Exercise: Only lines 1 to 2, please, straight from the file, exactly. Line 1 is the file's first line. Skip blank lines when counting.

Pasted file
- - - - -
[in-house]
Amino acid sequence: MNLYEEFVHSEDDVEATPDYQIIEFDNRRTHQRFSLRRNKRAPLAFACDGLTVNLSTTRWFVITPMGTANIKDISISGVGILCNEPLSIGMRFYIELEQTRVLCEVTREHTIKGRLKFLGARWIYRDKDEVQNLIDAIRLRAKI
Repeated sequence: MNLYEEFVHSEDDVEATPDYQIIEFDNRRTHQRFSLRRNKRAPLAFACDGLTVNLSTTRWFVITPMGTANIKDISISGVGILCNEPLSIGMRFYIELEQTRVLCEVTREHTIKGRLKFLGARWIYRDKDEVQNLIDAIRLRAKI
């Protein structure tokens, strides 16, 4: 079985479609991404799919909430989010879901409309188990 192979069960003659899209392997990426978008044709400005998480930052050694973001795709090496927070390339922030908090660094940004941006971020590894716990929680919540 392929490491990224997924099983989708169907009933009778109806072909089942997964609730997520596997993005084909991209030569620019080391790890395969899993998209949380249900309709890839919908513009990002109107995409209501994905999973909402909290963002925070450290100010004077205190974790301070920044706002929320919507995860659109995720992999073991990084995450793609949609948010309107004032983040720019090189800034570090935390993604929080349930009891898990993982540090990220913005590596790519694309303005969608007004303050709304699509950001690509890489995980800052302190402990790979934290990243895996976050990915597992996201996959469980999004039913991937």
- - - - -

[in-house]
Amino acid sequence: MNLYEEFVHSEDDVEATPDYQIIEFDNRRTHQRFSLRRNKRAPLAFACDGLTVNLSTTRWFVITPMGTANIKDISISGVGILCNEPLSIGMRFYIELEQTRVLCEVTREHTIKGRLKFLGARWIYRDKDEVQNLIDAIRLRAKI